The ability of stress to induce immune suppression is widely recognized, but the mechanisms underlying the effects of stress on the adaptive immune system during tumor progression are not completely understood. To study the effect of stress on the immune system in vivo, we used a preclinical immunocompetent mouse model bearing 4T1 mammary adenocarcinoma cells. Mice were randomized into 4 groups, including social isolation (SI), acute restraint stress (aRRS), chronic restraint stress (cRRS), or no stress (NS). We found that SI significantly decreased the number of tumor-bearing mice still alive at the end of protocol (28 days), compared to NS mice. Although we did not detect significant changes in primary tumor volume, we observed a significant increase in the endothelial marker CD31 in primary tumors of SI mice and in lung metastases in SI and RRS mice. Survival decline in SI mice was associated with significant decreases in splenic CD8 cells and in activated T cells. From a mechanistic standpoint, RRS increased expression of FOXP3, CXCL-10, and granzyme B in mouse tumors, and the effects were reversed by propranolol. Our data demonstrate that various forms of stress differentially impact adaptive immunity and tumor angiogenesis, and negatively impact survival.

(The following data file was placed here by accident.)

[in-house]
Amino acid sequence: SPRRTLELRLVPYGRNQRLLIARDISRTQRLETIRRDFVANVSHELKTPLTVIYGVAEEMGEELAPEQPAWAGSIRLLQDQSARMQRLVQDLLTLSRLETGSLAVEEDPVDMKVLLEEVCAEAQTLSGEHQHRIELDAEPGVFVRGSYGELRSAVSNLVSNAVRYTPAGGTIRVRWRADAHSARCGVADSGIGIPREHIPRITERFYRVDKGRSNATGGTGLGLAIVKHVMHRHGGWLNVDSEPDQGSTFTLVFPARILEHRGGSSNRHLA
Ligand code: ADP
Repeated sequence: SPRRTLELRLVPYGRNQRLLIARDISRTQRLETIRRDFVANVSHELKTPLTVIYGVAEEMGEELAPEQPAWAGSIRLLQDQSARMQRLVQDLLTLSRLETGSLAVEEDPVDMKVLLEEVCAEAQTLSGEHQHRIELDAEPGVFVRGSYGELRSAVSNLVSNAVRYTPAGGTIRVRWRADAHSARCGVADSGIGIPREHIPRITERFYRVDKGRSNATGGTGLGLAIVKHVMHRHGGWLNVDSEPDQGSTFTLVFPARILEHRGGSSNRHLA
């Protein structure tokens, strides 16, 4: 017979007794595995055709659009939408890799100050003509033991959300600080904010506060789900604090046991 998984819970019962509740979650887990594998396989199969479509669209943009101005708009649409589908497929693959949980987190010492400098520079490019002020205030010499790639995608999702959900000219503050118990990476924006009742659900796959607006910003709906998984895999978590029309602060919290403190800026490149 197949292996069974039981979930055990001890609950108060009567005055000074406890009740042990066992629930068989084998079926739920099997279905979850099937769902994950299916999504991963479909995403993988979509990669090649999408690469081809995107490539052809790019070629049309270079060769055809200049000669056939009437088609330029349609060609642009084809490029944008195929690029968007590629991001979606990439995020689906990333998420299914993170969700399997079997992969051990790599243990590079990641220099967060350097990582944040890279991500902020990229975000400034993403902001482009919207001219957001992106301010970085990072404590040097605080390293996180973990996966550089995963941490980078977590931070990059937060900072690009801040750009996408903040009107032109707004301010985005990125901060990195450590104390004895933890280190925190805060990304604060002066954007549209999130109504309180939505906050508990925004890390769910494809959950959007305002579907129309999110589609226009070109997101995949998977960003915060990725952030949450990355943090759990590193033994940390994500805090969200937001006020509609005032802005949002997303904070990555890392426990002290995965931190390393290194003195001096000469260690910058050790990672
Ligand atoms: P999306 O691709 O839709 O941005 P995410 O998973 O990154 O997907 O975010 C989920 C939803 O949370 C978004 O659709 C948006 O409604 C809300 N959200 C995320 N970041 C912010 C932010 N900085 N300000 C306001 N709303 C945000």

Copyright for this article is retained by the author(s), with first publication rights granted to the journal. This is an open-access article distributed under the terms and conditions of the Creative Commons Attribution license (http://creativecommons.org/licenses/by/4.0/).
- breast cancer
- social isolation
- T cells